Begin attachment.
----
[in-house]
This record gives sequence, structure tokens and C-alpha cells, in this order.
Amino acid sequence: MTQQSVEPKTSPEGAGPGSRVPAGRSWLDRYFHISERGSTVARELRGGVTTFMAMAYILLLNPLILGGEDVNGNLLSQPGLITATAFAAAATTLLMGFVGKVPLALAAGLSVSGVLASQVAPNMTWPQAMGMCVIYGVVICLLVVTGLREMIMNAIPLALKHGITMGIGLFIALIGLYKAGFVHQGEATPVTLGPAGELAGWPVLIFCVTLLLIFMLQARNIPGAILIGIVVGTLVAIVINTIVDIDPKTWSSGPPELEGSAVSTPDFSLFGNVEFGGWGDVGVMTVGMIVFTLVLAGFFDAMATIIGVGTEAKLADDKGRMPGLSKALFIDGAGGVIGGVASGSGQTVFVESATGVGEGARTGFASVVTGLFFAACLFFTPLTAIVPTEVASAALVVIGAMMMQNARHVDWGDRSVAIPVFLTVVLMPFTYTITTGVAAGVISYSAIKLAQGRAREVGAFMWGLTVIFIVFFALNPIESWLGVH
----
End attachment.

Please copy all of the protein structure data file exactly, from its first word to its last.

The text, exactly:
[in-house]
This record gives sequence, structure tokens and C-alpha cells, in this order.
Amino acid sequence: MTQQSVEPKTSPEGAGPGSRVPAGRSWLDRYFHISERGSTVARELRGGVTTFMAMAYILLLNPLILGGEDVNGNLLSQPGLITATAFAAAATTLLMGFVGKVPLALAAGLSVSGVLASQVAPNMTWPQAMGMCVIYGVVICLLVVTGLREMIMNAIPLALKHGITMGIGLFIALIGLYKAGFVHQGEATPVTLGPAGELAGWPVLIFCVTLLLIFMLQARNIPGAILIGIVVGTLVAIVINTIVDIDPKTWSSGPPELEGSAVSTPDFSLFGNVEFGGWGDVGVMTVGMIVFTLVLAGFFDAMATIIGVGTEAKLADDKGRMPGLSKALFIDGAGGVIGGVASGSGQTVFVESATGVGEGARTGFASVVTGLFFAACLFFTPLTAIVPTEVASAALVVIGAMMMQNARHVDWGDRSVAIPVFLTVVLMPFTYTITTGVAAGVISYSAIKLAQGRAREVGAFMWGLTVIFIVFFALNPIESWLGVH